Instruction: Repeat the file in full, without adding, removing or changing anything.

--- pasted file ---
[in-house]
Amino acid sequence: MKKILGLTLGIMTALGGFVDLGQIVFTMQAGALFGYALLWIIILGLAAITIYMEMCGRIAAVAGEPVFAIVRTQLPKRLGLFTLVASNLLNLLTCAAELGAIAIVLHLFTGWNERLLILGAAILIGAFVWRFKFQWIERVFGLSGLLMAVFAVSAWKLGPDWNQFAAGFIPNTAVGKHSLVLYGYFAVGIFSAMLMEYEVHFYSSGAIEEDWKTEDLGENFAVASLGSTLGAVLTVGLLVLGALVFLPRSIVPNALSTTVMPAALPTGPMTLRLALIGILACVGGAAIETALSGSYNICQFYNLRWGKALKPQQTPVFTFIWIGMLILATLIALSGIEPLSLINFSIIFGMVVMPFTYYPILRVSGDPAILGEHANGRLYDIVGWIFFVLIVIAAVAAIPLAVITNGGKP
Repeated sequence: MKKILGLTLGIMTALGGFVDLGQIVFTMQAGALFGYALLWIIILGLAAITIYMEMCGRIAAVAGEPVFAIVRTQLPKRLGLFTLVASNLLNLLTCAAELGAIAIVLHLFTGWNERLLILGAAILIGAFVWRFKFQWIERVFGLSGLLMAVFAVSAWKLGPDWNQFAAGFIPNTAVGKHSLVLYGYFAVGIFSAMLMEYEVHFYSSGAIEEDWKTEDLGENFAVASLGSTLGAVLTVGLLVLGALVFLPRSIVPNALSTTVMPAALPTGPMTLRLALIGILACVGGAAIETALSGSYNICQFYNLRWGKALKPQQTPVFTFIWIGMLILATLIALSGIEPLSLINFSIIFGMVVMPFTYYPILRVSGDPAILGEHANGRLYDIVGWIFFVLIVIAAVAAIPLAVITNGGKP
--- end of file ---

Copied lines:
[in-house]
Amino acid sequence: MKKILGLTLGIMTALGGFVDLGQIVFTMQAGALFGYALLWIIILGLAAITIYMEMCGRIAAVAGEPVFAIVRTQLPKRLGLFTLVASNLLNLLTCAAELGAIAIVLHLFTGWNERLLILGAAILIGAFVWRFKFQWIERVFGLSGLLMAVFAVSAWKLGPDWNQFAAGFIPNTAVGKHSLVLYGYFAVGIFSAMLMEYEVHFYSSGAIEEDWKTEDLGENFAVASLGSTLGAVLTVGLLVLGALVFLPRSIVPNALSTTVMPAALPTGPMTLRLALIGILACVGGAAIETALSGSYNICQFYNLRWGKALKPQQTPVFTFIWIGMLILATLIALSGIEPLSLINFSIIFGMVVMPFTYYPILRVSGDPAILGEHANGRLYDIVGWIFFVLIVIAAVAAIPLAVITNGGKP
Repeated sequence: MKKILGLTLGIMTALGGFVDLGQIVFTMQAGALFGYALLWIIILGLAAITIYMEMCGRIAAVAGEPVFAIVRTQLPKRLGLFTLVASNLLNLLTCAAELGAIAIVLHLFTGWNERLLILGAAILIGAFVWRFKFQWIERVFGLSGLLMAVFAVSAWKLGPDWNQFAAGFIPNTAVGKHSLVLYGYFAVGIFSAMLMEYEVHFYSSGAIEEDWKTEDLGENFAVASLGSTLGAVLTVGLLVLGALVFLPRSIVPNALSTTVMPAALPTGPMTLRLALIGILACVGGAAIETALSGSYNICQFYNLRWGKALKPQQTPVFTFIWIGMLILATLIALSGIEPLSLINFSIIFGMVVMPFTYYPILRVSGDPAILGEHANGRLYDIVGWIFFVLIVIAAVAAIPLAVITNGGKP